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Durham e-Theses
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The Work of Elegy: Grief, Landscape, Perspective and Poetic Form

CLARKSON, RORY,BENJAMIN (2024) The Work of Elegy: Grief, Landscape, Perspective and Poetic Form. Doctoral thesis, Durham University.

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This study re-examines our understanding of twentieth and twenty-first-century British, Irish, and American elegies within the context of contemporary psychological and clinical perspectives on grief. Whilst the elegy has roots as far back as ancient Greece, contemporary criticism often has recourse to Freudian theories of loss and mourning, but these ideas can be reconsidered in the light of current intellectual perspectives on the experience of grief. A critical reconsideration of the elegy through the philosophical ideas of Thomas Attig helps to align traditional readings of the elegy with current thinking about the experience of grief. This study centres on poetic technique and form to re-evaluate our understanding of elegy as a traditional form and show how elegy persists, albeit in imaginatively revised forms, within the twentieth and twenty-first centuries.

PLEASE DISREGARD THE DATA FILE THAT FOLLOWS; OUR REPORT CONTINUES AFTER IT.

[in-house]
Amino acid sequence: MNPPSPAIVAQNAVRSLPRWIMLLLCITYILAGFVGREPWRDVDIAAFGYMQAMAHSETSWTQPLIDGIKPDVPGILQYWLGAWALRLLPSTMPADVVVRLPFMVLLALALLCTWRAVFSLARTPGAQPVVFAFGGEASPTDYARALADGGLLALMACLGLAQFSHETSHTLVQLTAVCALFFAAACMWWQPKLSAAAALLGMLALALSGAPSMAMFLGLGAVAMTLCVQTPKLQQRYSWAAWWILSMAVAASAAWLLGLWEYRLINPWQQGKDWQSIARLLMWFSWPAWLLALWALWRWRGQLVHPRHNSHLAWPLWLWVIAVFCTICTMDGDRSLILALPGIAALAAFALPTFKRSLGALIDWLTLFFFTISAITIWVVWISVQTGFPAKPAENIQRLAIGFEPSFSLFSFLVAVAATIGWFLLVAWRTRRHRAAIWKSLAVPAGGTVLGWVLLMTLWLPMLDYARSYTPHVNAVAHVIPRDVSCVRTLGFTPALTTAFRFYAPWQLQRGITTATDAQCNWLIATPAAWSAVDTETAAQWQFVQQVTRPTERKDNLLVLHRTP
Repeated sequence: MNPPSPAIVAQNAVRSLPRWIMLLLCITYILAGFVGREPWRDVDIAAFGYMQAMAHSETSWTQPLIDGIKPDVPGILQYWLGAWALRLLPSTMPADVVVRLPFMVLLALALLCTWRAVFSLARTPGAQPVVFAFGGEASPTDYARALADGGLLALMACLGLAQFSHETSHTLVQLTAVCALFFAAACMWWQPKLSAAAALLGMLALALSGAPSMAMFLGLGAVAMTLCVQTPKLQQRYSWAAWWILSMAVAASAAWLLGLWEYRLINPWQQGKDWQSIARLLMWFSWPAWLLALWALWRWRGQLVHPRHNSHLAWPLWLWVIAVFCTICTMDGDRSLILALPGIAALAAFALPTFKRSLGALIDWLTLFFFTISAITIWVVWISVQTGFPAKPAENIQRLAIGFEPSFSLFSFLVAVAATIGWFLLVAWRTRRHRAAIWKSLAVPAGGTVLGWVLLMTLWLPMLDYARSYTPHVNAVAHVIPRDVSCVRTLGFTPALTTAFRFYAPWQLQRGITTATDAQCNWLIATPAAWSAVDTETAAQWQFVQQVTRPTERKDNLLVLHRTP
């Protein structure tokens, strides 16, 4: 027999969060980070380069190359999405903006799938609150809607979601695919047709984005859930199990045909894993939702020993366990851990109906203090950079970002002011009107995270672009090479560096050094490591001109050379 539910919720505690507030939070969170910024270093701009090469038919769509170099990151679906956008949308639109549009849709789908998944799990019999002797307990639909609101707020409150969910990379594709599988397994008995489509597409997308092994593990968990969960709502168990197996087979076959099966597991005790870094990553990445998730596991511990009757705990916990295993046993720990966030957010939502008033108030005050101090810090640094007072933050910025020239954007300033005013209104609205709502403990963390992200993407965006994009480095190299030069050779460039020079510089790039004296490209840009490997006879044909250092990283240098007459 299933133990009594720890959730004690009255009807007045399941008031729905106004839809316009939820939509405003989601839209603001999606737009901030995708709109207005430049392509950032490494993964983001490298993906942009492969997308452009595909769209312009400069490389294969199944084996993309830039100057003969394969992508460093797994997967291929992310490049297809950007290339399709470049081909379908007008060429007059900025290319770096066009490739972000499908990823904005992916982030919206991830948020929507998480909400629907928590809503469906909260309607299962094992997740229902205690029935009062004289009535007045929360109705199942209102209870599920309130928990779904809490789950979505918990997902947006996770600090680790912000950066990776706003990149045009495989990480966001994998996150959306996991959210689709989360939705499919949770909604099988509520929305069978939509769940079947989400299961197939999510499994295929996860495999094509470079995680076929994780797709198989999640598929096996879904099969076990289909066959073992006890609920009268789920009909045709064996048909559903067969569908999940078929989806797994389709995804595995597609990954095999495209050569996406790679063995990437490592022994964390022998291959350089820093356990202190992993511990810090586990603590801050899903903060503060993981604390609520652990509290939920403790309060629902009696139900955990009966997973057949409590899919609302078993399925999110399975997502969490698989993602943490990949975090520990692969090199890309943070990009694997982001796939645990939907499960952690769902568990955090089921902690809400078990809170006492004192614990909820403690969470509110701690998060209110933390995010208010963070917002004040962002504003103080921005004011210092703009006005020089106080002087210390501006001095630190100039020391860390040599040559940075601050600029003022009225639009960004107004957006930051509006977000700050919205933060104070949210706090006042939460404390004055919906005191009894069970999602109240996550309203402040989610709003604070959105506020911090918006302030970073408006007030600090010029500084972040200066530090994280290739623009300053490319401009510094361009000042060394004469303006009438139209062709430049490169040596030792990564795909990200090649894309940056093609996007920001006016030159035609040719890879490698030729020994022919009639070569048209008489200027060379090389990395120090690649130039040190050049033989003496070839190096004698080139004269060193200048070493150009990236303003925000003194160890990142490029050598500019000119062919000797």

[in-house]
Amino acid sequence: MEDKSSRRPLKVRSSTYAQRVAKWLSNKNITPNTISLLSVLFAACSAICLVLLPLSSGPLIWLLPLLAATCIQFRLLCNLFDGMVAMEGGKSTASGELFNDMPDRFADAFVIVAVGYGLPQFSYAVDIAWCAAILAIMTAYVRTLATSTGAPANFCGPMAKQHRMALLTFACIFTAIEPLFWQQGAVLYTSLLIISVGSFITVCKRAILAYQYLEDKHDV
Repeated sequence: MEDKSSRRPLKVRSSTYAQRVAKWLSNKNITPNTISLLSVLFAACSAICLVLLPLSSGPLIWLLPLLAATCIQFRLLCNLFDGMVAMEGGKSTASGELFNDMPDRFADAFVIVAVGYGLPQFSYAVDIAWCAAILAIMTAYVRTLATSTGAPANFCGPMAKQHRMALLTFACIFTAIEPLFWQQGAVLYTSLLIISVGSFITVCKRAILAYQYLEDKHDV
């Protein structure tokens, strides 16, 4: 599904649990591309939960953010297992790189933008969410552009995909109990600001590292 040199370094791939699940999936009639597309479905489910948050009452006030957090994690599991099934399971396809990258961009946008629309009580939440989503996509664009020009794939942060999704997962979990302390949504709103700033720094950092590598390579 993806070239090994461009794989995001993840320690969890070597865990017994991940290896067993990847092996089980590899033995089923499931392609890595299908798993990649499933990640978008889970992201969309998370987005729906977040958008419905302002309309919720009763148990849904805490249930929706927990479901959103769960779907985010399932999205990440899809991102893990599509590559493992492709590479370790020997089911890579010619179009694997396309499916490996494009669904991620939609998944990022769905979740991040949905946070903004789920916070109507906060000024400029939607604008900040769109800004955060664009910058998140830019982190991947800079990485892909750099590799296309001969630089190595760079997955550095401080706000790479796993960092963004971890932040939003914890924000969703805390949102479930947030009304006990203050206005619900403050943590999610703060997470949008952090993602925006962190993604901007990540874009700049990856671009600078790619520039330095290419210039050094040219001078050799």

Six poets — Amy Clampitt, Ted Hughes, Robert Lowell, Paul Muldoon, Wallace Stevens, and Anne Stevenson — form the backbone of this study, with selected poems from their oeuvres providing a range of poetic expressions of grief over the last century. Alongside these six poets, elegiac works from the twenty-first century by Anne Carson and Natasha Trethewey are also given due consideration. Their inclusion aims to revise and enrich our critical appreciation of the persistence and reinvention of grief, perspective, and landscape in elegies of the twentieth and twenty-first century. A revitalised critical sense of these elegiac concerns sharpens our sense of imaginative continuities and discontinuities between past elegies and their more recent modes of expression.

Item Type:Thesis (Doctoral)
Award:Doctor of Philosophy
Keywords:Poetry; Elegy; Grief; Mourning
Faculty and Department:Faculty of Arts and Humanities > English Studies, Department of
Thesis Date:2024
Copyright:Copyright of this thesis is held by the author
Deposited On:16 Apr 2024 12:37

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